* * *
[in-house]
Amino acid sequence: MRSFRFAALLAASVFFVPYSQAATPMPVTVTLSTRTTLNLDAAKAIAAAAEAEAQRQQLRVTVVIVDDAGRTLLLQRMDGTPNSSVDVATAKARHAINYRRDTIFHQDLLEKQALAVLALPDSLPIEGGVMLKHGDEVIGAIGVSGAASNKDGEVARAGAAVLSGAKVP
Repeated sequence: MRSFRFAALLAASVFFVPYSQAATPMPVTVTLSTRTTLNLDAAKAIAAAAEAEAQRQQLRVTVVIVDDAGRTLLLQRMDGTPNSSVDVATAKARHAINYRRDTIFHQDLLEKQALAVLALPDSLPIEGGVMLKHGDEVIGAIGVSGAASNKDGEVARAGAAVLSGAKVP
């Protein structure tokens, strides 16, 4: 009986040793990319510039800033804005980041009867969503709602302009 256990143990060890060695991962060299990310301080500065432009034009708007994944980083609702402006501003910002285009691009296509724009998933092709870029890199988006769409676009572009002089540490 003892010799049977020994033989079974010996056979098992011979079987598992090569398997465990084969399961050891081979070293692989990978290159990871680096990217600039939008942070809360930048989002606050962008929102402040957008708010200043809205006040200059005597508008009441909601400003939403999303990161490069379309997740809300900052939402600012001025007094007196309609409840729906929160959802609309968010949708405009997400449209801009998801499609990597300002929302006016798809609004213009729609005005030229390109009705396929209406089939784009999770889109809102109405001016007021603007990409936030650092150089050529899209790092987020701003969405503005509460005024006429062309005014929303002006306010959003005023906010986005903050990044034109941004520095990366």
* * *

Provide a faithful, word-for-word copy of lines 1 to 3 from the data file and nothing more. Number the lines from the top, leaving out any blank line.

[in-house]
Amino acid sequence: MRSFRFAALLAASVFFVPYSQAATPMPVTVTLSTRTTLNLDAAKAIAAAAEAEAQRQQLRVTVVIVDDAGRTLLLQRMDGTPNSSVDVATAKARHAINYRRDTIFHQDLLEKQALAVLALPDSLPIEGGVMLKHGDEVIGAIGVSGAASNKDGEVARAGAAVLSGAKVP
Repeated sequence: MRSFRFAALLAASVFFVPYSQAATPMPVTVTLSTRTTLNLDAAKAIAAAAEAEAQRQQLRVTVVIVDDAGRTLLLQRMDGTPNSSVDVATAKARHAINYRRDTIFHQDLLEKQALAVLALPDSLPIEGGVMLKHGDEVIGAIGVSGAASNKDGEVARAGAAVLSGAKVP